References in literatureEdit
Many ancient Greek poems mention or describe Lethe. The river is also referenced in more recent novels and poetry. Simonides of Ceos, an ancient Greek lyrical poet, references Lethe in the sixty-seventh fragment of one of his poems. Publius Ovidius Naso, known as Ovid, in his description of the Underworld in his Metamorphoses, includes a description of Lethe as a stream that puts people to sleep. Aeneas, the protagonist of Virgil's epic Latin poem, Aeneid, travels to Lethe to meet the ghost of his father in Book VI of the poem.
"The souls that throng the flood
Are those to whom, by fate, are other bodies ow'd:
In Lethe's lake they long oblivion taste,
Of future life secure, forgetful of the past."
Virgil also writes about Lethe in his didactic hexameter poem, the Georgics.
In the Purgatorio, the second cantica of Dante Alighieri's Divine Comedy, the Lethe is located in the Earthly Paradise atop the Mountain of Purgatory. Dante, held in the arms of Matilda, is immersed in the Lethe so that he may wipe out all memory of sin (Purg. XXXI). After being washed in the Lethe, penitents are washed in the Eunoe, a river of Dante's own invention. The Lethe is also mentioned in the Inferno, the first part of the Comedy, as flowing down to Hell from Purgatory to be frozen in the ice around Satan, "the last lost vestiges of the sins of the saved" (Inf. XXXIV.130).
Amongst authors in Antiquity, the tiny Lima river between Norte Region, Portugal and Galicia, Spain was said to have the same properties of memory loss as the legendary Lethe River, being mistaken for it. In 138 BCE, the Roman general Decimus Junius Brutus Callaicus sought to dispose of the myth, as it impeded his military campaigns in the area. He was said to have crossed the Lima and then called his soldiers from the other side, one by one, by name. The soldiers, astonished that their general remembered their names, crossed the river as well without fear. This act proved that the Lima was not as dangerous as the local myths described.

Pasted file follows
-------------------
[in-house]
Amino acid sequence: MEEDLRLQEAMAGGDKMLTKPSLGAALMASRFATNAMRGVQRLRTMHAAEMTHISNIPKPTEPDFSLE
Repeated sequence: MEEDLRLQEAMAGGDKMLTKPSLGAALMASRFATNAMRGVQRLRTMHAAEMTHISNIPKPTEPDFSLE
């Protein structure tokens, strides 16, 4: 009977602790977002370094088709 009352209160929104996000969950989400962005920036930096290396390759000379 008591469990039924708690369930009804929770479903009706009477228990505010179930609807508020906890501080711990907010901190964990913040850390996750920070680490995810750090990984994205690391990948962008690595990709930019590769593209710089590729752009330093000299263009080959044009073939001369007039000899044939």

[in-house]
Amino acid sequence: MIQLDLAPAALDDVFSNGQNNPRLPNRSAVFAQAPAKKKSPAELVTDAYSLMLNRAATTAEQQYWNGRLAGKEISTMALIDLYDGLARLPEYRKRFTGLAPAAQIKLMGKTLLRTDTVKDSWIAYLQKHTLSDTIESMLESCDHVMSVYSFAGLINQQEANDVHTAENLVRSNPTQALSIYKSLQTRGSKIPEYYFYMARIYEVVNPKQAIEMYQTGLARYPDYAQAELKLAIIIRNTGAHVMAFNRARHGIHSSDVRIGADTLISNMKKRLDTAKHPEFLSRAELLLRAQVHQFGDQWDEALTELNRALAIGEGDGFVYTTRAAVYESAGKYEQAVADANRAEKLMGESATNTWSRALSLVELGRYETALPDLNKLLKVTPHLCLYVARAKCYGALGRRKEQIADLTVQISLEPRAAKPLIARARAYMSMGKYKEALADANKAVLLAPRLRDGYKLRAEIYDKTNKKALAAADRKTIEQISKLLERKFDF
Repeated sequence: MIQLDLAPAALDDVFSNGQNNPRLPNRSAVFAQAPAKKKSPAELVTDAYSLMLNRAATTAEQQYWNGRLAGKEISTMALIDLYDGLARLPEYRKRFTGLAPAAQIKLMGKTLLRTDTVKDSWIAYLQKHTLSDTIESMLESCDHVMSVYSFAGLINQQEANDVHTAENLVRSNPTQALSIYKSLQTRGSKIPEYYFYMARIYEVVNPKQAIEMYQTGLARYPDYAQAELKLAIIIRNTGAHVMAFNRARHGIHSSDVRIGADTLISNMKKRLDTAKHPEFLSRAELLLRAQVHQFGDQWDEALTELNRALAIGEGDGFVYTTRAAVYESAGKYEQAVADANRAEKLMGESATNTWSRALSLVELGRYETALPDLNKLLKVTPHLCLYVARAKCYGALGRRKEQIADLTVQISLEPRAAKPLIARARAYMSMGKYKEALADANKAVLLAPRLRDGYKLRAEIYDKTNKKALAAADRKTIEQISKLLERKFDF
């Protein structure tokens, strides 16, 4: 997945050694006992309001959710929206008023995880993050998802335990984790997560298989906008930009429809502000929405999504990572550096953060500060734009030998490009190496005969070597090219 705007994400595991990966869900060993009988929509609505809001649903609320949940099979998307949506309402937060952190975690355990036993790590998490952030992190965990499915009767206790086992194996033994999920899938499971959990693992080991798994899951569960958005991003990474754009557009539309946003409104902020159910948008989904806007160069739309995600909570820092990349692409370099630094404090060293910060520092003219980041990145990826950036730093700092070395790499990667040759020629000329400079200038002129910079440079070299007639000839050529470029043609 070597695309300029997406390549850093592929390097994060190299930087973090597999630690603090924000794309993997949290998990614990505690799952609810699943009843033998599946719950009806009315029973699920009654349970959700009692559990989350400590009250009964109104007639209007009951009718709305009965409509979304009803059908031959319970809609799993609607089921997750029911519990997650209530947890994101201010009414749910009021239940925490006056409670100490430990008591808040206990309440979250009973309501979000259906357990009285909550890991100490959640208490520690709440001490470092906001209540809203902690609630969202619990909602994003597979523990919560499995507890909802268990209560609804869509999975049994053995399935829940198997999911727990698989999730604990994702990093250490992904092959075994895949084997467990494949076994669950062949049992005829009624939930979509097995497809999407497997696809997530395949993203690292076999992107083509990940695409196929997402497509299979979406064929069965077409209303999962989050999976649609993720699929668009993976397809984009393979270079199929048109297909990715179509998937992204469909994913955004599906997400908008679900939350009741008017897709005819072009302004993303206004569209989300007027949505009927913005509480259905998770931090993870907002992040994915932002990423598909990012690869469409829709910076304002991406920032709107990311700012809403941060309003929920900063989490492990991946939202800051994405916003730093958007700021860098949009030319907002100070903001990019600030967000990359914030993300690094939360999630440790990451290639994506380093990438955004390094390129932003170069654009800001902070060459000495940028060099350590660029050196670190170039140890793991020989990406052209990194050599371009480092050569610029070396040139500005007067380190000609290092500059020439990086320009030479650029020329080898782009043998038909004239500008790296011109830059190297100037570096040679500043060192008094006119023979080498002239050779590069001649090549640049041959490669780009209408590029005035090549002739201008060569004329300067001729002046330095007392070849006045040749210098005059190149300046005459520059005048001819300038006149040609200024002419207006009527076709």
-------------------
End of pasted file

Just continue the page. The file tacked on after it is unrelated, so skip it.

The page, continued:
In Cádiz, Spain, the river Guadalete was originally named "Lethe" by local Greek and Phoenician colonists who, about to go to war, solved instead their differences by diplomacy and named the river Lethe to forever forget their former differences. When the Arabs conquered the region much later, their name for the river became Guadalete ("River Lethe" in Arabic).
- λήθη. Liddell, Henry George; Scott, Robert; A Greek–English Lexicon at the Perseus Project.
- "LETHE : Greek goddess of the underworld river of oblivion ; mythology". Retrieved 2010-02-06.
- Day-Lewis, Cecil (trans.) (1952). Virgil's Aeneid. p. 705.
- Richard Caldwell, Hesiod's Theogony, Focus Publishing/R. Pullins Company (June 1, 1987). ISBN 978-0-941051-00-2.
- "The Internet Classics Archive - The Republic by Plato". classics.mit.edu.
- "The Internet Classics Archive - The Aeneid by Virgil". classics.mit.edu.
- John Ciardi, Purgatorio, notes on Canto XXVII, pg. 535
- John Milton, Paradise Lost, Kastan Ed., Book 1, lines 265-270.
- Strabo iii. p. 153; Mela, iii, 1; Pliny the Elder H.N. iv. 22 s. 35